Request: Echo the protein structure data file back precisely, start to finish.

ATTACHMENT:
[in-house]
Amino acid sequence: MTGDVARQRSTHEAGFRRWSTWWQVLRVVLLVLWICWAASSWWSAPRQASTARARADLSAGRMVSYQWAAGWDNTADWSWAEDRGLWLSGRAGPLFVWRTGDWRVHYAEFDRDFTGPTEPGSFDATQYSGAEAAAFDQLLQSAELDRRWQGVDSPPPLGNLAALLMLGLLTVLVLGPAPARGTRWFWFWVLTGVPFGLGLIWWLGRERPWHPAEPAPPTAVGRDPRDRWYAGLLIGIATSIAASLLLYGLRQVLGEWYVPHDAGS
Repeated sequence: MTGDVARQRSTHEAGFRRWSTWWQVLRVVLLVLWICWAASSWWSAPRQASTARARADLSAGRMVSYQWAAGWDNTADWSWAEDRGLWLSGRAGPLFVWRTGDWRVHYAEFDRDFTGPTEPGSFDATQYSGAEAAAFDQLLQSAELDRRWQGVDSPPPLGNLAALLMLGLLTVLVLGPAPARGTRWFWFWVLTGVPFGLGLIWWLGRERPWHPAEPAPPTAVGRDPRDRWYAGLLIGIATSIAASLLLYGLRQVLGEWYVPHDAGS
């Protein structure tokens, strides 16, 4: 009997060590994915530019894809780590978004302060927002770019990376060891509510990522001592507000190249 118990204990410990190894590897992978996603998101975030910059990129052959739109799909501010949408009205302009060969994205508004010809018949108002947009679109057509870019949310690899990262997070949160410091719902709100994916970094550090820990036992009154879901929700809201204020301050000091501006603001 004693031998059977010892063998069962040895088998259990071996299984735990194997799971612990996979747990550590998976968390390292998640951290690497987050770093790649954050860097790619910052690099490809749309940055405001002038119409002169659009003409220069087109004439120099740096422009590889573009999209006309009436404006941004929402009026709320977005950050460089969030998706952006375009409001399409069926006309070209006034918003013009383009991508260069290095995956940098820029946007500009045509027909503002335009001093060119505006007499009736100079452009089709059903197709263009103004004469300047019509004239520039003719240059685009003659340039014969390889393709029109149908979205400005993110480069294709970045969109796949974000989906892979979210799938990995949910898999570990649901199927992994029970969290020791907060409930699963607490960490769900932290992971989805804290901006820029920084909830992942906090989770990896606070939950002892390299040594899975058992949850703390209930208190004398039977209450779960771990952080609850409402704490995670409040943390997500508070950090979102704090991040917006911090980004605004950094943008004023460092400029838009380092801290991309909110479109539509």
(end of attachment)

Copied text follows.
[in-house]
Amino acid sequence: MTGDVARQRSTHEAGFRRWSTWWQVLRVVLLVLWICWAASSWWSAPRQASTARARADLSAGRMVSYQWAAGWDNTADWSWAEDRGLWLSGRAGPLFVWRTGDWRVHYAEFDRDFTGPTEPGSFDATQYSGAEAAAFDQLLQSAELDRRWQGVDSPPPLGNLAALLMLGLLTVLVLGPAPARGTRWFWFWVLTGVPFGLGLIWWLGRERPWHPAEPAPPTAVGRDPRDRWYAGLLIGIATSIAASLLLYGLRQVLGEWYVPHDAGS
Repeated sequence: MTGDVARQRSTHEAGFRRWSTWWQVLRVVLLVLWICWAASSWWSAPRQASTARARADLSAGRMVSYQWAAGWDNTADWSWAEDRGLWLSGRAGPLFVWRTGDWRVHYAEFDRDFTGPTEPGSFDATQYSGAEAAAFDQLLQSAELDRRWQGVDSPPPLGNLAALLMLGLLTVLVLGPAPARGTRWFWFWVLTGVPFGLGLIWWLGRERPWHPAEPAPPTAVGRDPRDRWYAGLLIGIATSIAASLLLYGLRQVLGEWYVPHDAGS
């Protein structure tokens, strides 16, 4: 009997060590994915530019894809780590978004302060927002770019990376060891509510990522001592507000190249 118990204990410990190894590897992978996603998101975030910059990129052959739109799909501010949408009205302009060969994205508004010809018949108002947009679109057509870019949310690899990262997070949160410091719902709100994916970094550090820990036992009154879901929700809201204020301050000091501006603001 004693031998059977010892063998069962040895088998259990071996299984735990194997799971612990996979747990550590998976968390390292998640951290690497987050770093790649954050860097790619910052690099490809749309940055405001002038119409002169659009003409220069087109004439120099740096422009590889573009999209006309009436404006941004929402009026709320977005950050460089969030998706952006375009409001399409069926006309070209006034918003013009383009991508260069290095995956940098820029946007500009045509027909503002335009001093060119505006007499009736100079452009089709059903197709263009103004004469300047019509004239520039003719240059685009003659340039014969390889393709029109149908979205400005993110480069294709970045969109796949974000989906892979979210799938990995949910898999570990649901199927992994029970969290020791907060409930699963607490960490769900932290992971989805804290901006820029920084909830992942906090989770990896606070939950002892390299040594899975058992949850703390209930208190004398039977209450779960771990952080609850409402704490995670409040943390997500508070950090979102704090991040917006911090980004605004950094943008004023460092400029838009380092801290991309909110479109539509």